This morning Georgetown University sponsored a panel on regulation and the transition to Internet Protocol networks. The panel zeroed in on the role an all IP network can play in economic development. What I found of interest was how the capital markets were digesting all the policy talk; the regulatory environment in the broadband space and how it may impact the flow of capital.
There may be an opportunity to educate investors on how the policy initiatives at the Federal Communications Commission may impact their returns to capital. At least that is the impression I got from remarks made by Jennifer Fritzsche, a managing director and top flight telecommunications analyst for Wells Fargo Securities. According to Ms. Fritzsche regulatory changes are restrictive and could result in declines in broadband business. Not a good sign for investors.
Wall Street is bottom line minded, I gathered from Ms. Fritzsche. Traders and investors want to know if AT&T, for example, is going to hit their numbers. Concepts like net neutrality can result in that eyes glazed over look. It would take a real savvy telecommunications investor to be able to digest policy concepts like net neutrality and special access.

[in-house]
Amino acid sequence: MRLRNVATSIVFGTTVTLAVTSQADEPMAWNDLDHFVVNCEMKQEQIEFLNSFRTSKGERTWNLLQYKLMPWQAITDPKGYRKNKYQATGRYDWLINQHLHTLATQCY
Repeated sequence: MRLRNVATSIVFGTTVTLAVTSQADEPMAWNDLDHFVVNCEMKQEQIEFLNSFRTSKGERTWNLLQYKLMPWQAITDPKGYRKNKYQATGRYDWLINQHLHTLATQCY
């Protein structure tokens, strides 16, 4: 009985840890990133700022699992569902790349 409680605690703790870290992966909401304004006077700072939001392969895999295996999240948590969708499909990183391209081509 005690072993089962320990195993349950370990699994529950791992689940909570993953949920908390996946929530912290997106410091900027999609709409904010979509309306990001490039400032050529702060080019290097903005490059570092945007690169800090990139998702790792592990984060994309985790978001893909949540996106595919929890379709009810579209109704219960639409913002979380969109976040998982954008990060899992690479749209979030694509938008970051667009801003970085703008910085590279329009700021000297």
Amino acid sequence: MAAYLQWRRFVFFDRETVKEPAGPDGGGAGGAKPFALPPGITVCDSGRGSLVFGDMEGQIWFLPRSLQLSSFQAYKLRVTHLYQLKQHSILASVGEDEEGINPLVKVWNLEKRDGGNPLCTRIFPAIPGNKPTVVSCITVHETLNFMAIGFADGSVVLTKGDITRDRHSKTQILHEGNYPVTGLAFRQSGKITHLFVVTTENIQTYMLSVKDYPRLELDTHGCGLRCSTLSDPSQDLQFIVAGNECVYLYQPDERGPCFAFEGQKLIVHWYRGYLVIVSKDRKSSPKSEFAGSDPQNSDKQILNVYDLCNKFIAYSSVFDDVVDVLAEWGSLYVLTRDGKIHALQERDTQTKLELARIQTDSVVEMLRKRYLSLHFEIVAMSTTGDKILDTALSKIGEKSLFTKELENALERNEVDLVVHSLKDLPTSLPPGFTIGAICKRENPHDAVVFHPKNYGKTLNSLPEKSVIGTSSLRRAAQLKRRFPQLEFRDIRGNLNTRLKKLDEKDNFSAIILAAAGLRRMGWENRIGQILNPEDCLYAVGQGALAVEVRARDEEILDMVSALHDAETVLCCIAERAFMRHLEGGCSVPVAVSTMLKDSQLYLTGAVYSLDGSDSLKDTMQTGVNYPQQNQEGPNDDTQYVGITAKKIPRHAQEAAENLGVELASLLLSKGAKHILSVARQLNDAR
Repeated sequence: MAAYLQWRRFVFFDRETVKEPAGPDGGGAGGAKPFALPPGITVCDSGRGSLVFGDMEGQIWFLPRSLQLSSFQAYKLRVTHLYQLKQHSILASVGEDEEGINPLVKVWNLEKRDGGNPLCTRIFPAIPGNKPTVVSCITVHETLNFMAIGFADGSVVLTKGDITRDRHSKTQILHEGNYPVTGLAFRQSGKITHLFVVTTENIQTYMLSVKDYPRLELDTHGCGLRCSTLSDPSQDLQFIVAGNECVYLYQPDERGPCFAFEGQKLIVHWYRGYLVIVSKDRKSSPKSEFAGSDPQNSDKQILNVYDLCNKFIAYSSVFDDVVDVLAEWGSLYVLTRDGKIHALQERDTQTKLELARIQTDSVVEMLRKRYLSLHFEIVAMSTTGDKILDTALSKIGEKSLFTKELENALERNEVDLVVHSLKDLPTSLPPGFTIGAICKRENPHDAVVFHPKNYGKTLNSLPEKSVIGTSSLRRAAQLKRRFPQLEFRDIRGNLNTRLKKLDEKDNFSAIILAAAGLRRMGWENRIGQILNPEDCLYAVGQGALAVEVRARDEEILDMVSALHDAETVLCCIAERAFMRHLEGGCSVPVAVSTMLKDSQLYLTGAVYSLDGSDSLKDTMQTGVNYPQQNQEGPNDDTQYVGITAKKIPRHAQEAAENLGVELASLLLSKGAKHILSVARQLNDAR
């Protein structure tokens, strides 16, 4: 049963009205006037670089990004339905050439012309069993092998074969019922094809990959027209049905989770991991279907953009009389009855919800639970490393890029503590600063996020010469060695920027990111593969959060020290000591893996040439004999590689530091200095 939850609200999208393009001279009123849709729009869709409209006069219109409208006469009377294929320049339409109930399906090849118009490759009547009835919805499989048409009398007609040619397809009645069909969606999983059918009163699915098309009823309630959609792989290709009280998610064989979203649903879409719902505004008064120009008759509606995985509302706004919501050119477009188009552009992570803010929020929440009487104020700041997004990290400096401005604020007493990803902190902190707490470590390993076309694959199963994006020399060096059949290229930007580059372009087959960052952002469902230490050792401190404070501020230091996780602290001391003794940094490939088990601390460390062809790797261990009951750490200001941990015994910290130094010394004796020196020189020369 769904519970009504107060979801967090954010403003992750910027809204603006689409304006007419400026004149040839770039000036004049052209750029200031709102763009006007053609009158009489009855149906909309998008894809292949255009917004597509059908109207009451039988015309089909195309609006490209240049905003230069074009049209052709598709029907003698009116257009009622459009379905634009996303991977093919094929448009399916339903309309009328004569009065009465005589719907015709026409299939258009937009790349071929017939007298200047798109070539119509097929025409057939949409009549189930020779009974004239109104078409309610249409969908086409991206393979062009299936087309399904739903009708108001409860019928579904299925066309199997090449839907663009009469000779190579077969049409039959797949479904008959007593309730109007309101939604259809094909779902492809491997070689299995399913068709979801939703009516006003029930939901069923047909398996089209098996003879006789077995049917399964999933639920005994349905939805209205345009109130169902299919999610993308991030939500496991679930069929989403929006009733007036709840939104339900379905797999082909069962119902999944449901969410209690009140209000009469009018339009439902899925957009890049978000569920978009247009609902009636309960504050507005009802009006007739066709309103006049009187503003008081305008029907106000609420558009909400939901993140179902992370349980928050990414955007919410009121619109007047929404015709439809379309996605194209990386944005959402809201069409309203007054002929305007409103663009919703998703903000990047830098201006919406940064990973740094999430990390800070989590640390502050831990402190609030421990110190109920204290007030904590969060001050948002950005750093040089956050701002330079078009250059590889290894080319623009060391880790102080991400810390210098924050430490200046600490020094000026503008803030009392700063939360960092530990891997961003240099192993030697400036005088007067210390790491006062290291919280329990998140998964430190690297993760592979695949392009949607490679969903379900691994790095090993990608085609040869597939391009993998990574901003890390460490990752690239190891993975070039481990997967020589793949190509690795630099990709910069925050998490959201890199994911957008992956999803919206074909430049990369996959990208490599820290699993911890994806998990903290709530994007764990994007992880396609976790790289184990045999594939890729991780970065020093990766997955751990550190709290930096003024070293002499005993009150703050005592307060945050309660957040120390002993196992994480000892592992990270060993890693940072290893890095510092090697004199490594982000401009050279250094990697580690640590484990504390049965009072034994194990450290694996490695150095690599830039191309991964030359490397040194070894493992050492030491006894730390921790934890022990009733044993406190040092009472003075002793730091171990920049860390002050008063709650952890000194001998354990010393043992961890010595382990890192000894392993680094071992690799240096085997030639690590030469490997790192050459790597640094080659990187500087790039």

The FCC should take note of one thing, especially if they want to be true to their word about fostering economic growth, innovation, and employment: equity investors look at IP investment as a positive and are surprised that AT&T has not invested more especially at the low rates in the market. (And Ben Bernanke and friends at the Federal Reserve are still keeping rates low.)
Again, the take away for the FCC: the greater the level of regulation, the less the incentive to invest.